This review is based on:
• Reading the core rules
• Reading the action cards
• Generating a character
• Trying out the combat system with the character I’d made and 5 characters from the book (my brother played 3 of these and I had the others).
Afterverse is a science fiction RPG which uses a d6 dice pool system. I kickstartered it because (a) you can never have too many science fiction RPGs and (b) the use of cards, tokens and ‘banks’ of points sounded intriguing and (c ) it said “…the use of hit banks minimises unnecessary dice rolls and keeps gameplay flowing smoothly”. I am definitely in favour of minimising unnecessary dice rolls!
You are looking for 5s and 6s on your pool of d6s to succeed. In combat you have to ‘pay’ for each action from a pile of tokens equal to your rolled Initiative. When you run out of tokens you can’t do any more actions.
The Action cards are lovely to look at. These and the cover are by miles the best art in the game. Most of the action cards have good explanations of what you do when you take that action AND they have the page number of the relevant rule on them. A gold star for that alone. (But see card mix – below). In addition, the action cards include six X Cards. Another gold star.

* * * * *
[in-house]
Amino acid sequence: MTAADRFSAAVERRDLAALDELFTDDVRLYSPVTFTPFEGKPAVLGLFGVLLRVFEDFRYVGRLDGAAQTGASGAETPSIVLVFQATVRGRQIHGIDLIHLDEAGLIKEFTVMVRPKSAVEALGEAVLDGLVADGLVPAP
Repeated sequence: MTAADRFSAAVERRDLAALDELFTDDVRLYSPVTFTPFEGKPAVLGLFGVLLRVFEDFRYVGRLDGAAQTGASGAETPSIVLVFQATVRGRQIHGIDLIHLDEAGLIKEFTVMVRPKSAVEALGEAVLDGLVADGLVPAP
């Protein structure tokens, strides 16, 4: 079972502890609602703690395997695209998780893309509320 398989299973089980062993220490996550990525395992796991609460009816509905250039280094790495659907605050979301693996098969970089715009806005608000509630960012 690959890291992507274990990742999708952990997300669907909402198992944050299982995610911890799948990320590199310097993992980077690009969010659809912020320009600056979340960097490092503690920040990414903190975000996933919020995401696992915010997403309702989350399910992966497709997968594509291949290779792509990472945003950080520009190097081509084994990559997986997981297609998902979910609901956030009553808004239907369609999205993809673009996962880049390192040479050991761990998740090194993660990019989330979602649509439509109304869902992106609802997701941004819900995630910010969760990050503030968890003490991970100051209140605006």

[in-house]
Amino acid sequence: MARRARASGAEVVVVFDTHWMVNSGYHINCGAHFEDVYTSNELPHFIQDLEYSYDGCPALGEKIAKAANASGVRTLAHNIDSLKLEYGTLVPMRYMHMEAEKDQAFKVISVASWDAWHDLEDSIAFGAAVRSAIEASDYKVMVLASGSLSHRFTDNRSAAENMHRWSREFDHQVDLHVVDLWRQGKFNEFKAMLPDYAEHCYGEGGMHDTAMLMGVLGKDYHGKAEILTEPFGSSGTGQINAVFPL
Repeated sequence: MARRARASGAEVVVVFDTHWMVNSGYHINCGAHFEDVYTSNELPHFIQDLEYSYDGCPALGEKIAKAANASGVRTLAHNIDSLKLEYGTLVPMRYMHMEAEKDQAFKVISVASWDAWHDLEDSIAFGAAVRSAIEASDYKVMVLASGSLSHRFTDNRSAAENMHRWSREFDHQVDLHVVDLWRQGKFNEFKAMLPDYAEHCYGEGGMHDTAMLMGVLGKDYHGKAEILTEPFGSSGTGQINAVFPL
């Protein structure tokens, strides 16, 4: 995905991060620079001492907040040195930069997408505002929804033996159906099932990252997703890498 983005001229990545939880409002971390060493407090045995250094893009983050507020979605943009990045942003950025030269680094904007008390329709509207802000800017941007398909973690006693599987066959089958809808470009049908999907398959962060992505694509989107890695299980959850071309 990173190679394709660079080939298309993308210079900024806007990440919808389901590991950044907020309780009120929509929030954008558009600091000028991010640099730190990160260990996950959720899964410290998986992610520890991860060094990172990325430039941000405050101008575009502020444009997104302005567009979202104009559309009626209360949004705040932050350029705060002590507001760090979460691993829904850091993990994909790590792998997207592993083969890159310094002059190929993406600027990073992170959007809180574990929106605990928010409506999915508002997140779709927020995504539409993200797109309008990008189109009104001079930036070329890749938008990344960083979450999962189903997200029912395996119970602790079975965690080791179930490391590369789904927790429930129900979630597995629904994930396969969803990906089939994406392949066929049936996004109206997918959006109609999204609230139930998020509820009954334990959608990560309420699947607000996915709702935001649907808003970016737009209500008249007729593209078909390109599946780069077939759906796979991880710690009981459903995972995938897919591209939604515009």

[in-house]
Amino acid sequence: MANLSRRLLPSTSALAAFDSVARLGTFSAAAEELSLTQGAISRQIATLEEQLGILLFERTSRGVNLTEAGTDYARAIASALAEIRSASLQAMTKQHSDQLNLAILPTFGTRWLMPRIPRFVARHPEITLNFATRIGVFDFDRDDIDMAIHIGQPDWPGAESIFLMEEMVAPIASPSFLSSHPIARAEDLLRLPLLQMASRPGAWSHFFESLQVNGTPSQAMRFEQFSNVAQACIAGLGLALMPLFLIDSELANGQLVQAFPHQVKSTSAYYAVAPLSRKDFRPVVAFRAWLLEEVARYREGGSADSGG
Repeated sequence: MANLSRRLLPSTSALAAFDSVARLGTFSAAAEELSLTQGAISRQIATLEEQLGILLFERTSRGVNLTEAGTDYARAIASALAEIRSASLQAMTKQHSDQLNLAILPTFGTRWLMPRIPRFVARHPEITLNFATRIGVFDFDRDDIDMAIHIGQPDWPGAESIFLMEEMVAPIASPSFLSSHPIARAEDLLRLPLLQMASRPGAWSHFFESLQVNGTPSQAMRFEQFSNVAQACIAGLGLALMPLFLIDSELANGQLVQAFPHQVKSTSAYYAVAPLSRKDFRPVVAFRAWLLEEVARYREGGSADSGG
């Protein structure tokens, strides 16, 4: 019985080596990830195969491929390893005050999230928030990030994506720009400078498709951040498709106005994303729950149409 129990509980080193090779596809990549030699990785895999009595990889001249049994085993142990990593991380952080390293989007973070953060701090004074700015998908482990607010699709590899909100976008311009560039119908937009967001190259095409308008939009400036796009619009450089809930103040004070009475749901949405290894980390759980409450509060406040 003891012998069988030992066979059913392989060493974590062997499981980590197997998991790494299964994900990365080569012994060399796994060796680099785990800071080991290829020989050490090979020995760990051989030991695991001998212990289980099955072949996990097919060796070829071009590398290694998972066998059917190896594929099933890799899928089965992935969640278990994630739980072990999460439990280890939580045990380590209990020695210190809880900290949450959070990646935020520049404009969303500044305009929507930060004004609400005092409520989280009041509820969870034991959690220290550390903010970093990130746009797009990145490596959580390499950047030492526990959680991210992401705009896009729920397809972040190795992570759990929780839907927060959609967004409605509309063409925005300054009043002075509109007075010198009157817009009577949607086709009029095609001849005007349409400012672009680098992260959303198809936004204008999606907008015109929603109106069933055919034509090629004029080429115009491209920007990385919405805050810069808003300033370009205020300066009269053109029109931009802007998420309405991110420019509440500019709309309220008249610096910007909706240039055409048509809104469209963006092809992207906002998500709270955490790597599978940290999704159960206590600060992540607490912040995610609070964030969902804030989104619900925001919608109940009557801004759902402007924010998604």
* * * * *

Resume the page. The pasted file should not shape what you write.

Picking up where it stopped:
The setting is my favourite thing about this game. Afterverse has several centuries of future history, starting with Earth being invaded by aliens (the Bactarans) and going through several eras to end with humans being one of 5 playable species. The history is developed nicely, with political factions rising and falling in power, and rival factions within several of the species. For instance, the humans have two separate political powers – Redland and Earth – by the second era.